By Casey Lynn
Contributing Writer, [GAS]
Thanks to a breakdown in a previous licensing agreement between YouTube and Warner Music, last month there was something of a witch hunt for any videos containing any songs from Warner’s library.
However, whereas most of the time when YouTube deletes videos due to a DMCA takedown notice, these videos are usually wholesale copies of content–for example, TV or movie clips, or music videos. Now, the videos that are disappearing are getting closer and closer to fair use territory. Early in the month, a number of fanvids were taken down, and now you’re not even allowed to sing a song. A large part of the reason may be automatic filtering systems designed to blindly recognize the music, leading to the same fate no matter what kind of video it is.
Many of you may be familiar with Corey Vidal, who did the Star Wars a cappella tribute:
The problem with all of this, of course, is that the law is unclear. Fair use is a subjective, four-factor test determined by courts on a case-by-case basis. Each factor has to be considered and weighed, and the weight of these different factors has actually varied in court decisions over the years. The Copyright Act (including the fair use doctrine) was written in 1976, when copyright really only involved professionals. The end user as part of the equation didn’t come up at all until the VCR was invented and the law had to deal with the idea of consumers making copies–and still, no one pictured the kind of wide dissemination that the Internet has made possible. Even the DMCA was written more than ten years ago, and these takedown measures that Warner is relying on were designed to deal with file-sharing, not with teenage girls singing “Winter Wonderland” in their bedrooms.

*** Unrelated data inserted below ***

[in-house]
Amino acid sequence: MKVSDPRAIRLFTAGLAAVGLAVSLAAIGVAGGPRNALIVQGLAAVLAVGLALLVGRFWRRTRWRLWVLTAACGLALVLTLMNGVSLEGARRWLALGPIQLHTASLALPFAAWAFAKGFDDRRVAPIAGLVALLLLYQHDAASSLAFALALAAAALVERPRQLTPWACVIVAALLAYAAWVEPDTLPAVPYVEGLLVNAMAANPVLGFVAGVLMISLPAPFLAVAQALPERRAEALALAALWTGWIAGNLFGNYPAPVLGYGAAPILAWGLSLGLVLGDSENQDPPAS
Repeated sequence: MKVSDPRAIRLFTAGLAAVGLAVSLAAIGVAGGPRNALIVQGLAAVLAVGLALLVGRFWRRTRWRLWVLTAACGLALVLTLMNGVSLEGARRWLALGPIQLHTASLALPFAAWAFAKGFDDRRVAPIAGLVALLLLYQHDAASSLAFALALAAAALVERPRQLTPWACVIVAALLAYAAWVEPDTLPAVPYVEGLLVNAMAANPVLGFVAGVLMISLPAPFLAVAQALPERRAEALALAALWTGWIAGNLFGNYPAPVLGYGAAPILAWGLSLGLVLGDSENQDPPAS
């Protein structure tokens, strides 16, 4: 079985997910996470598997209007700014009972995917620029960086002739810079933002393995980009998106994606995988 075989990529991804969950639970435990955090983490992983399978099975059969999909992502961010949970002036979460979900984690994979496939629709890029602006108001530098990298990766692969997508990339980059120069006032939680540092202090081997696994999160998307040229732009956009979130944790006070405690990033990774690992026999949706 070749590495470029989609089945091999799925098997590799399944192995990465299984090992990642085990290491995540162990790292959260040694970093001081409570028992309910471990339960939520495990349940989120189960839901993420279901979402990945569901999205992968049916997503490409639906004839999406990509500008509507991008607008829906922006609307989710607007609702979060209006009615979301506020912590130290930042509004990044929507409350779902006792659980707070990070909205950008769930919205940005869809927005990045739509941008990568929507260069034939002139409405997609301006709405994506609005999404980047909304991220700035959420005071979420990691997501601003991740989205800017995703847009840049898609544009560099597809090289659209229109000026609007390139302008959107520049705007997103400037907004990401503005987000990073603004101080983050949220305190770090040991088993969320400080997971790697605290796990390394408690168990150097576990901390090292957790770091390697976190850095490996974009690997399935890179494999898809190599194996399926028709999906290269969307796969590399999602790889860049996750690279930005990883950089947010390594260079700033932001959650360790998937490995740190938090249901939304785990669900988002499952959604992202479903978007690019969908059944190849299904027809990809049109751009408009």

Of course, as much as I’d like to paint Warner as the big bully in all of this, it’s not as if they don’t have a legal leg to stand on. Even in the case of cover songs, someone owns that copyright. Not in the sound recording (i.e. Bing Crosby’s version of “Winter Wonderland”), but in the underlying composition. To cover a song, you have to deal with compulsory licenses or performing rights. And it’s still not clear as to whether something like a YouTube video counts as a public performance. Again, were these designed to deal with a noncommercial Internet video? No, but in copyright the law generally doesn’t distinguish between commercial and noncommercial use. Even in fair use, that’s only part of one of the four factors. (And for those of you who aren’t in the U.S., don’t even get me started on international copyright issues.)
The bottom line is that this is a really sticky mess. However, I suspect that Warner is hurting more from the bad PR than any damage that could have been done by these YouTube videos. Plus, they may want to remember a certain dancing baby. Last year, when Universal Music had that video taken down due to their copyright in the Prince song that’s playing in the background, the mother who posted the video took them to court (under a little-used cause of action for when a copyright holder sends a takedown notice in bad faith). The court said that a copyright holder must make a good faith effort to determine whether a video could be considered fair use before sending a takedown notice.
First the VCR, then Napster… now YouTube/remix. This is just the latest copyright crisis, and until there’s some actual law on the subject, everyone’s just going to keep flailing in the dark.
[Picture source: Flickr]